The speed of Verstappen’s ascent into Formula One prompted the sport’s governing body to introduce a swathe of new rules intended to prevent anyone as young or inexperienced from reaching the top so quickly. But he quickly dispelled such concerns with a largely mature first season in F1 which included a few eye-catching results.
The Toro Rosso STR10 was an aerodynamically effective chassis hobbled by a weak and unreliable Renault engine. This meant some of Verstappen’s better performances were denied the results they deserved – notably in China where his car came to a halt on the pit straight with a few laps to go.
However he peaked with a pair of fourth-place finishes at the Hungaroring – where he capitalised on the mistakes of others – and at the Circuit of the Americas where he shone in mixed conditions.
Arguably his most dazzling performance came not in a race but in first practice for the Monaco Grand Prix on his first visit to the demanding Monte-Carlo street track. He ended the opening 90 minutes of running with the second-fastest time. But in the race he made his most conspicuous error of the year, slamming into Romain Grosjean while trying to overtake the Lotus driver.
Over the second half of the year he finished in the points more often than not and had developed a reputation for gutsy overtaking moves as he improvised to move his underpowered car forwards. Red Bull kept him on board for a second season amid speculation that Ferrari were preparing to offer him a contract.
Verstappen was only a Toro Rosso driver for four more races. Eager to see what he could do in the top team, Red Bull promoted him at the expense of Daniil Kvyat in time for the Spanish Grand Prix.
Verstappen repaid their faith first time out with an extraordinary debut win. It was achieved partly thanks to the two Mercedes drivers taking each other out on the first lap. He also benefitted from new team mate Daniel Ricciardo, who led the opening stages, ending up on a less favourable strategy. But he delivered his first F1 victory under serious pressure from Kimi Raikkonen.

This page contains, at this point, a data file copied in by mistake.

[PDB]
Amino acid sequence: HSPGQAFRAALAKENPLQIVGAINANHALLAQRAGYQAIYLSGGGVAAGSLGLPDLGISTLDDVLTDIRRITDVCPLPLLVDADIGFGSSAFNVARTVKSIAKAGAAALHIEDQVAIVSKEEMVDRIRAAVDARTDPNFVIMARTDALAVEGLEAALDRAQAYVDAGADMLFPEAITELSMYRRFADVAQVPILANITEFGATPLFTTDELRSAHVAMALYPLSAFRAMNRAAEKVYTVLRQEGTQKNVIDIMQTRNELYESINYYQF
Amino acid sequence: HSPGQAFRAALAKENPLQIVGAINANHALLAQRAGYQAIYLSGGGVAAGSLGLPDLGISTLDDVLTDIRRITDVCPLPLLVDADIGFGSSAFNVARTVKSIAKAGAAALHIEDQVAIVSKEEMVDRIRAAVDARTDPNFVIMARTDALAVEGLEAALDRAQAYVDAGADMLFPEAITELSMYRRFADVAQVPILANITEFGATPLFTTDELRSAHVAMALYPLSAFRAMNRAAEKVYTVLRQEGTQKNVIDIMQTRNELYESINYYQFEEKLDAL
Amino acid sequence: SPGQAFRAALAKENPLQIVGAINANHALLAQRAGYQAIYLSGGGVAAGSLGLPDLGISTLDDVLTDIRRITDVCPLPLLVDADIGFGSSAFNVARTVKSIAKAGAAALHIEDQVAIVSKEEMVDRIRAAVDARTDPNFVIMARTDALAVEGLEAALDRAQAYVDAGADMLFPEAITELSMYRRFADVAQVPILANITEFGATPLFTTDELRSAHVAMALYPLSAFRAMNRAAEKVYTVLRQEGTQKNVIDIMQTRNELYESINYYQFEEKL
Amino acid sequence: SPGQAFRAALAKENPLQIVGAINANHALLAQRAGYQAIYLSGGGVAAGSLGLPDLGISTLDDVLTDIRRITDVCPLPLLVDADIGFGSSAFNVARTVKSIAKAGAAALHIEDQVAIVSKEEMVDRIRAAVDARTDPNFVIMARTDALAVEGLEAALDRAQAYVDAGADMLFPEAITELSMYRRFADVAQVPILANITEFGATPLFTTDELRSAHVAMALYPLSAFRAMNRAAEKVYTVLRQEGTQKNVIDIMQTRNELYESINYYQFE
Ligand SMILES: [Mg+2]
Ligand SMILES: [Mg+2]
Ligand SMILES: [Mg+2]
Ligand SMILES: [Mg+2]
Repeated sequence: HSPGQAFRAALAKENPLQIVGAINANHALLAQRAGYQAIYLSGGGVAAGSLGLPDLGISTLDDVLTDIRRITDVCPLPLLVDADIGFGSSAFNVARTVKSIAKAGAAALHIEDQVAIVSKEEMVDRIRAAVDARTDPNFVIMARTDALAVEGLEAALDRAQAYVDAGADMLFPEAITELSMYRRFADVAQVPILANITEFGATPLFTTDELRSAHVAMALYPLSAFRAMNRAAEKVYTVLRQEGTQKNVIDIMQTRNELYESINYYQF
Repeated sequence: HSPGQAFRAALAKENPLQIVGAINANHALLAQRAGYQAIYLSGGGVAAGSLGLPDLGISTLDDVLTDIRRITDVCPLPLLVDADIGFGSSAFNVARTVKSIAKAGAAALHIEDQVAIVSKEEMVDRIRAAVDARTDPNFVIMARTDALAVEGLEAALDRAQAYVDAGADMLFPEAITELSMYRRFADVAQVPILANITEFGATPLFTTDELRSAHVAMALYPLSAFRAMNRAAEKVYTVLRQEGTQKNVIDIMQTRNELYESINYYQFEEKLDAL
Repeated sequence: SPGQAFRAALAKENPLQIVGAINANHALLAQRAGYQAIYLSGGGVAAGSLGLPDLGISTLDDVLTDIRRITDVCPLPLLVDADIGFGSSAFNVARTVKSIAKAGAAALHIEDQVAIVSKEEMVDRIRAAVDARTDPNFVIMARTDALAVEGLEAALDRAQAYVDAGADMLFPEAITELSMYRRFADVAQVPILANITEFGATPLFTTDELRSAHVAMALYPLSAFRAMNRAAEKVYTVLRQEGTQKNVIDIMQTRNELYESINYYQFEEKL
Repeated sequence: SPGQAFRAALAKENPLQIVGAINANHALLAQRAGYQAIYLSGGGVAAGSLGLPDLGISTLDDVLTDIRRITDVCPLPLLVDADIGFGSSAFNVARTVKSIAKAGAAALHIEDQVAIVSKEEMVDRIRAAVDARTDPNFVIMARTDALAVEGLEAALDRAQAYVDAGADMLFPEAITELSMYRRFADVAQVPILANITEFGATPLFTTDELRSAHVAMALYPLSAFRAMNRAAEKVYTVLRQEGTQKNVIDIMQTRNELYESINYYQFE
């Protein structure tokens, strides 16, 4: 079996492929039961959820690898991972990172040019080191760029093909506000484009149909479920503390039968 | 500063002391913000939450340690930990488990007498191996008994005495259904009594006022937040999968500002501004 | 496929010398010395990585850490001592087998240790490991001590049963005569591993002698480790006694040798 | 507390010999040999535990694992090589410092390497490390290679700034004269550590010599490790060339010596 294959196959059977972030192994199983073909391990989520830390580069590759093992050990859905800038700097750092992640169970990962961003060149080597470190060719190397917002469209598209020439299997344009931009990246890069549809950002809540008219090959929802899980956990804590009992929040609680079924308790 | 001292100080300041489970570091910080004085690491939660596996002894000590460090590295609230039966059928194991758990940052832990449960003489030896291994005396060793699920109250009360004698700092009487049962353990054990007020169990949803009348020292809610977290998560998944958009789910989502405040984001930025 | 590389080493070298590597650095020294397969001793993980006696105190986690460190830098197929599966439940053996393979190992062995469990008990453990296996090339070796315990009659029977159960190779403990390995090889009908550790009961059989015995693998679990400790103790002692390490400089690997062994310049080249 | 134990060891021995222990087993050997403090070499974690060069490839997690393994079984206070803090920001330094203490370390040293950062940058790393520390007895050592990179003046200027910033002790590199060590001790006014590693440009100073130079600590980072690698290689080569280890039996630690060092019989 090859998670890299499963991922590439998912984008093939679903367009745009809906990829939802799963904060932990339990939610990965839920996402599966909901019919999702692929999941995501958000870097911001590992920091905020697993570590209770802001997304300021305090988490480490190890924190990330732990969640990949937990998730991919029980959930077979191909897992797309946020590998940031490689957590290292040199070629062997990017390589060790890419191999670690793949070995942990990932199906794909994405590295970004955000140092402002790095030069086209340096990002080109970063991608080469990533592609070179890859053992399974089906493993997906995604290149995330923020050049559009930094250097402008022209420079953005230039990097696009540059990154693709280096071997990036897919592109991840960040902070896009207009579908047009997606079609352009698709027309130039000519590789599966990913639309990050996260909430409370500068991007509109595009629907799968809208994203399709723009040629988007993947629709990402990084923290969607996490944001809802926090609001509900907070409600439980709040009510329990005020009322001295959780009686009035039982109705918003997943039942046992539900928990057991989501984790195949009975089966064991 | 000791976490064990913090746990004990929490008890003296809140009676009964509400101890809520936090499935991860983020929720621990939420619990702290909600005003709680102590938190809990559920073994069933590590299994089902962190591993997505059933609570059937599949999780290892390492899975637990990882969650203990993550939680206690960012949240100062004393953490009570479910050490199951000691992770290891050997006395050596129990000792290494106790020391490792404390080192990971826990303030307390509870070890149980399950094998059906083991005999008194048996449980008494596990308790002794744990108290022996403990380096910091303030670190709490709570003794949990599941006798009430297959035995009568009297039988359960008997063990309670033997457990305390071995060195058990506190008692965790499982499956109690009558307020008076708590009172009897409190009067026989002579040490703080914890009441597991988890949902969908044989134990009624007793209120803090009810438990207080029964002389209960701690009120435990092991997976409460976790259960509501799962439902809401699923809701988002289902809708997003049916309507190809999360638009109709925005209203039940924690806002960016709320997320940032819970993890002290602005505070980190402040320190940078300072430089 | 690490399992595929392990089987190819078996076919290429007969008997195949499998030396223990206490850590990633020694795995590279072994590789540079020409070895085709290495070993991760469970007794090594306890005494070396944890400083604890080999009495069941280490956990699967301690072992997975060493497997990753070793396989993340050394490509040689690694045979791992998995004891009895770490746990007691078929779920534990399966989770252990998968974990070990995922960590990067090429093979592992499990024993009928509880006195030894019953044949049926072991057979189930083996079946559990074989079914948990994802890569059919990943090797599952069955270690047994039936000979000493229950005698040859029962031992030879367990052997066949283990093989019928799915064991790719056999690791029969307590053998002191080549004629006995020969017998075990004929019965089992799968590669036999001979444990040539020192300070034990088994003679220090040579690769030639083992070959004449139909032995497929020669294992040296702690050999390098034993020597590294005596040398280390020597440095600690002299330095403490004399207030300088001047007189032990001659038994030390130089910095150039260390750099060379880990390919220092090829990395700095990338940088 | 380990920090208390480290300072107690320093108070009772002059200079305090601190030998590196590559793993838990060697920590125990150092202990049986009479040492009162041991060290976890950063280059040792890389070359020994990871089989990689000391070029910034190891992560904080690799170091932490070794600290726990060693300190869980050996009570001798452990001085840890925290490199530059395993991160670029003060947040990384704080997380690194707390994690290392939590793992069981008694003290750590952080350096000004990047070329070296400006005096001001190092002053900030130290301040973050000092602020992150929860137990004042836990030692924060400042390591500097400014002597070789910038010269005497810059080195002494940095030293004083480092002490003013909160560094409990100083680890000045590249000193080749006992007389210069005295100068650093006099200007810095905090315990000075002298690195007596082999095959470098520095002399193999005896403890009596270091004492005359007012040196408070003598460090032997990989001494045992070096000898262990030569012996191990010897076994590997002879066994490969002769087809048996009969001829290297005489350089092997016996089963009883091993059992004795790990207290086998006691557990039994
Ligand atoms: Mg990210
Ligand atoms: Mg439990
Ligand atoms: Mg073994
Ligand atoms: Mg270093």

The pair locked horns again in subsequent races, much to Raikkonen’s frustration. He took exception to Verstappen’s firm defensive driving tactics at the Hungaroring and Spa, but Verstappen batted the complaints away.
In Brazil he produced a virtuoso performance in dire conditions. On a soaked track he pounced on Nico Rosberg to run second, flirted with disaster when his RB12 snapped sideways at speed, and recovered from a late pit stop to scythe through the field on his way to a podium finish.
A spate of ill-timed technical failures spoiled Verstappen’s first full season in a Red Bull. Strong runs in Canada and Azerbaijan (the latter ultimately won by his team mate) were lost this way.
However he added a pair of wins to his career tally in Malaysia and Mexico. He won the latter after elbowing his way past title contenders Vettel ad Hamilton at the start.
He also posted great recovery drives in China and Austin. The latter was nearly rewarded with a podium finish, but a five-second penalty for leaving the track while passing Raikkonen left him fourth.
Red Bull also took the opportunity to extend Verstappen’s contract. This was telling, as they did so before doing the same to Ricciardo, who was already on a shorter deal.
The opening races of 2018 handed much ammunition to Verstappen’s critics. He wasted points with a series of collisions, including a messy performance in China, a colliion with his team mate in Azerbajan, and a weekend-ruining crash in Monaco.
He bounced back superbly, taking 11 podium inishes over the seasonto Ricciardo’s two. Among these were wins in Austria, earned thanks to a robust first-lap pass on Raikkonen, and a repeat of his 2017 ictory in Mexico. A third shuld have followed in Brazil, but he tripped over the lapped Ocon and spun, finishing second. He ontronted and shoved his rival in the pits after the race, earning a snction from the FIA.